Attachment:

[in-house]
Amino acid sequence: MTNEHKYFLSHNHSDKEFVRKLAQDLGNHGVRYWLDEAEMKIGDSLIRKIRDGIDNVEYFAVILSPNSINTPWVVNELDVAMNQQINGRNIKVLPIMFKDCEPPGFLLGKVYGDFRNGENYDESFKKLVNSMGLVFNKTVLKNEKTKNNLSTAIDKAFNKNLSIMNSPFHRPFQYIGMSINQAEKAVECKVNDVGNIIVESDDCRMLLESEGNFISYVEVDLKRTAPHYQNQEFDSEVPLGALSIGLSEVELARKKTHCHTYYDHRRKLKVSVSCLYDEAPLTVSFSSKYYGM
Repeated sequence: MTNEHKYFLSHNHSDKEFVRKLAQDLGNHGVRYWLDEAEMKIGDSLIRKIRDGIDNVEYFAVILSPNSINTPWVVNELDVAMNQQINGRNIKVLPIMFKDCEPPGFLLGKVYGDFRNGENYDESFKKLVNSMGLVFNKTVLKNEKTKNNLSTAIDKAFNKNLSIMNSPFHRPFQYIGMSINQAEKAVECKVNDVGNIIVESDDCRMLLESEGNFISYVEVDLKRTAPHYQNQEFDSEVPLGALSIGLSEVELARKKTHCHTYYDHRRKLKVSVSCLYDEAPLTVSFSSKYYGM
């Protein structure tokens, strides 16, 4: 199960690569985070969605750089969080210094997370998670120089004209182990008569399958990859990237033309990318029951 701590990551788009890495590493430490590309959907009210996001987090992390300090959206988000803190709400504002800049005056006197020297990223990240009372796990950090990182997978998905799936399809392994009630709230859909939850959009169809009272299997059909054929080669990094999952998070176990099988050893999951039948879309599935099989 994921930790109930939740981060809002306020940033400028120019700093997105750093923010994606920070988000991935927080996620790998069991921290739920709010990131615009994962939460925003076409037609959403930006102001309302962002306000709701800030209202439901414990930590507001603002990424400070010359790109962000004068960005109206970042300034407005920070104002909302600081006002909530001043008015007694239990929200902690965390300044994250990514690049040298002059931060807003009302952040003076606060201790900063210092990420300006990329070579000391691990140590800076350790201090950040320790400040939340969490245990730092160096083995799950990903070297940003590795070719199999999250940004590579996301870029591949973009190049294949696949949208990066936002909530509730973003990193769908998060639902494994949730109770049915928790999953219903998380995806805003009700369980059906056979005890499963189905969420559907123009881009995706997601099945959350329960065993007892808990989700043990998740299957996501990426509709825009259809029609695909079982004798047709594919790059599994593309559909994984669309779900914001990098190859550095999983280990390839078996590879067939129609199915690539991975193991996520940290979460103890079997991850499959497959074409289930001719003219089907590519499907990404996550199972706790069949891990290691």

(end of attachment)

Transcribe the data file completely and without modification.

[in-house]
Amino acid sequence: MTNEHKYFLSHNHSDKEFVRKLAQDLGNHGVRYWLDEAEMKIGDSLIRKIRDGIDNVEYFAVILSPNSINTPWVVNELDVAMNQQINGRNIKVLPIMFKDCEPPGFLLGKVYGDFRNGENYDESFKKLVNSMGLVFNKTVLKNEKTKNNLSTAIDKAFNKNLSIMNSPFHRPFQYIGMSINQAEKAVECKVNDVGNIIVESDDCRMLLESEGNFISYVEVDLKRTAPHYQNQEFDSEVPLGALSIGLSEVELARKKTHCHTYYDHRRKLKVSVSCLYDEAPLTVSFSSKYYGM
Repeated sequence: MTNEHKYFLSHNHSDKEFVRKLAQDLGNHGVRYWLDEAEMKIGDSLIRKIRDGIDNVEYFAVILSPNSINTPWVVNELDVAMNQQINGRNIKVLPIMFKDCEPPGFLLGKVYGDFRNGENYDESFKKLVNSMGLVFNKTVLKNEKTKNNLSTAIDKAFNKNLSIMNSPFHRPFQYIGMSINQAEKAVECKVNDVGNIIVESDDCRMLLESEGNFISYVEVDLKRTAPHYQNQEFDSEVPLGALSIGLSEVELARKKTHCHTYYDHRRKLKVSVSCLYDEAPLTVSFSSKYYGM
């Protein structure tokens, strides 16, 4: 199960690569985070969605750089969080210094997370998670120089004209182990008569399958990859990237033309990318029951 701590990551788009890495590493430490590309959907009210996001987090992390300090959206988000803190709400504002800049005056006197020297990223990240009372796990950090990182997978998905799936399809392994009630709230859909939850959009169809009272299997059909054929080669990094999952998070176990099988050893999951039948879309599935099989 994921930790109930939740981060809002306020940033400028120019700093997105750093923010994606920070988000991935927080996620790998069991921290739920709010990131615009994962939460925003076409037609959403930006102001309302962002306000709701800030209202439901414990930590507001603002990424400070010359790109962000004068960005109206970042300034407005920070104002909302600081006002909530001043008015007694239990929200902690965390300044994250990514690049040298002059931060807003009302952040003076606060201790900063210092990420300006990329070579000391691990140590800076350790201090950040320790400040939340969490245990730092160096083995799950990903070297940003590795070719199999999250940004590579996301870029591949973009190049294949696949949208990066936002909530509730973003990193769908998060639902494994949730109770049915928790999953219903998380995806805003009700369980059906056979005890499963189905969420559907123009881009995706997601099945959350329960065993007892808990989700043990998740299957996501990426509709825009259809029609695909079982004798047709594919790059599994593309559909994984669309779900914001990098190859550095999983280990390839078996590879067939129609199915690539991975193991996520940290979460103890079997991850499959497959074409289930001719003219089907590519499907990404996550199972706790069949891990290691």